The War Against Women in Afghanistan: Is A Surge In Gender-Based Violence An Inevitable Consequence Of The U.S. Withdrawal From Afghanistan?
West Point Press
U.S. President Joe Biden announced on April 14, 2021, that the U.S. military would exit Afghanistan by September 11—ending a 20-year occupation. Following the announcement, Afghan women worried that as soon as U.S. and North Atlantic Treaty Organisation (NATO) forces left the country, they would become subject to extreme forms of gender-based violence and abuse. After the U.S. invasion, things improved for women on several counts. Thousands of girls barred from education under Taliban rule went to school. Women were allowed to join the workforce and earn a living after years of being confined to their homes. However, as soon as the president made his decision to end America’s 20-year war in Afghanistan, Afghan women worried that all these gains would be lost and they would have to endure the same level of violence that they did in the 1990s when Afghanistan last fell into the Taliban’s hands.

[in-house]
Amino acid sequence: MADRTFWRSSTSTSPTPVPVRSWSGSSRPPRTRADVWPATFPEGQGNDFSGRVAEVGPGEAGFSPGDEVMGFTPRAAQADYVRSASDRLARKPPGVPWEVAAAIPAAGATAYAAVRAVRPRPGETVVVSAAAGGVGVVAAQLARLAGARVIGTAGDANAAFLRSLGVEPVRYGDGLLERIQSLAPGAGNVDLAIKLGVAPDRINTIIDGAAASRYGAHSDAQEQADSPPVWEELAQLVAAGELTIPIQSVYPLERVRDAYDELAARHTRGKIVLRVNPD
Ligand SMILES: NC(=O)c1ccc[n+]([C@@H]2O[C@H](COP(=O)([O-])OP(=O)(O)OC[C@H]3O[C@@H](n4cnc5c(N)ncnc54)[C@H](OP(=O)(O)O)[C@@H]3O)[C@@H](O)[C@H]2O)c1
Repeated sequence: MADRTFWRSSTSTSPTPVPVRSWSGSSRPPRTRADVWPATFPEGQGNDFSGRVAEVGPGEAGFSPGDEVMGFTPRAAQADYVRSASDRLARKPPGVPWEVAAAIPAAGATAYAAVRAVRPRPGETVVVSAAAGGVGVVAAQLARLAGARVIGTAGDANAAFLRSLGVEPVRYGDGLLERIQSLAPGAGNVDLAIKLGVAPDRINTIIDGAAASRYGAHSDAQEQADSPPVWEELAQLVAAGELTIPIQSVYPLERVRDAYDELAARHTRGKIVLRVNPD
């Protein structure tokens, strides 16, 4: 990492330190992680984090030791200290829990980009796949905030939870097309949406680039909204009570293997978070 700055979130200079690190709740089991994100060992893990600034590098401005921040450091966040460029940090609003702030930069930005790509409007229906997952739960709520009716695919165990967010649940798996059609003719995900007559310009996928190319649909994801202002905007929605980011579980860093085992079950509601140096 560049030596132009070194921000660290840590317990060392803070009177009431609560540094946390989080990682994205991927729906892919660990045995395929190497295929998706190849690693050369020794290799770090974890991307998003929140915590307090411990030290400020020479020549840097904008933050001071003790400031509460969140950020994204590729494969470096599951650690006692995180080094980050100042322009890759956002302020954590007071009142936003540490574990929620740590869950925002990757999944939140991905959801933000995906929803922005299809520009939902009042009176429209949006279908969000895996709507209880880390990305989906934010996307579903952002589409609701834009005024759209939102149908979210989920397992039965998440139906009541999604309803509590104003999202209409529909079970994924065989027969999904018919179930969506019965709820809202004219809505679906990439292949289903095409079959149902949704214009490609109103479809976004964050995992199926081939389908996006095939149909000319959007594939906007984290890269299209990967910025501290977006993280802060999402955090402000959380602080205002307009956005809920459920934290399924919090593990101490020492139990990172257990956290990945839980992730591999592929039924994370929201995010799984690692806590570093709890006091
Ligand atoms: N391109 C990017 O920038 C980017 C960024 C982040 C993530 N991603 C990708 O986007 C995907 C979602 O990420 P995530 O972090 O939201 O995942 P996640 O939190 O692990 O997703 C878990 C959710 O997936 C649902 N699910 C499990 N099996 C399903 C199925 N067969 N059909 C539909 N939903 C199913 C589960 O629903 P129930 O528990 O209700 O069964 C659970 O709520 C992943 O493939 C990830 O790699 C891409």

Izza Malik studied Political Science at the Lahore University of Management Sciences. His major areas of interest are misinformation, democracy, and political mobilization, and he hopes to explore them more at the graduate school level.
Political Science and Security Studies
Malik, Izza. “The War Against Women in Afghanistan: Is A Surge In Gender-Based Violence An Inevitable Consequence Of The U.S. Withdrawal From Afghanistan?” West Point Journal of Politics and Security 1, no. 2 (2023): 7-13.